Exit Visa: how they got out alive

EXIT VISA is a factual novel about the aftermath of the Vietnam war, a vivid and gripping narrative, it chronicles the horrors experienced by those who fled after the fall of Saigon.  We have all seen movies about Vietnam, but have you ever noticed, none of them tell you what happened after the war ended? What happened to the population when the communists took over? Why did hundreds of thousands of people flee? What happened in Kampuchea that led to two million people dying?   EXIT VISA gives vivid descriptions of the last days of the Vietnam war; the murder of the Kampucheans during Year Zero; working on the Ho Chi Minh Trail; living in Saigon after the communists took over; the fleeing of ‘boat people’ from Vietnam; the boat journey to Malaysia; resettlement in Australia. This is one of the few books published (in English) that describes these events through Vietnamese eyes.    In this novel a young schoolteacher and her family flee the approaching communist army. A brutal and corrupt police sergeant bribes his way out of Saigon and onto a jet. An elderly jeweller watches in despair as the city and people he loves are destroyed. A Khmer… Continue reading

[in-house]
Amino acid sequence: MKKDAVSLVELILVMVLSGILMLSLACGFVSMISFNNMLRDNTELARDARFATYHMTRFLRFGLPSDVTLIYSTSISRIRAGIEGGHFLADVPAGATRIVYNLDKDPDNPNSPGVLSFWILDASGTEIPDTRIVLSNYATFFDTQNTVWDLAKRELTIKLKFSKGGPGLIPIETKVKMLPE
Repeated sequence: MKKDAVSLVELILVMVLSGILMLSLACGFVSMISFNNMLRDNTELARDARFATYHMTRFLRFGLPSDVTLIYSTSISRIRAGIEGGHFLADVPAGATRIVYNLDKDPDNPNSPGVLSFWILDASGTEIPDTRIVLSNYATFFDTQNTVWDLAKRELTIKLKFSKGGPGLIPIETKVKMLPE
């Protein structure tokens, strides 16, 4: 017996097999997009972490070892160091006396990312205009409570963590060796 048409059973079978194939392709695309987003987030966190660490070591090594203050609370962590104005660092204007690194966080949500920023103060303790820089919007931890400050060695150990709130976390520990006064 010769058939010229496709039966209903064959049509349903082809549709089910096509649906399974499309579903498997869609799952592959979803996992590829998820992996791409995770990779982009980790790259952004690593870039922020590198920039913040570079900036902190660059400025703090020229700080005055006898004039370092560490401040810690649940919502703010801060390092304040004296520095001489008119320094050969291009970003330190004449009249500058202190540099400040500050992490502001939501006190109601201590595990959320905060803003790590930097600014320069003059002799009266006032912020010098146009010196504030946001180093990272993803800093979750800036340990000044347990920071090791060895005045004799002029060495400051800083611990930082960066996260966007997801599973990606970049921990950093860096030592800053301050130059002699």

– Life and death in Shanghai –

This is a wonderful story of determination and mental strength of a 51 year-old woman. A perfect book for International Women’s Day! Accused of being a spy, she survived more than six years of harsh imprisonment by the Red Guards in China. It is a story of adaptability, courage, and bravery. This is an autobiographical account of Nien Cheng who, after her husband died, became an assistant advisor to the manager of Shell Oil in China. Shell was one of the few companies that stayed on in China after the Communists came to power in 1949. Chinese by birth, Nien Cheng and her husband had been educated in England. Her husband was head of Shell Oil for many years. He died of cancer in 1957. Nien was then asked to assist in the running of Shell in China. In 1966 The Chinese Cultural Revolution burst onto the streets like the 1938 Nazi Crystal Night. It was a highly organised, political movement, aimed at removing all opposition, all disagreement to Mao Tse-tung. Anyone who showed the slightest opposition to his authority was murdered by the Red Guards. If you have read George Orwell’s Nineteen Eighty-Four, then you have a very good… Continue reading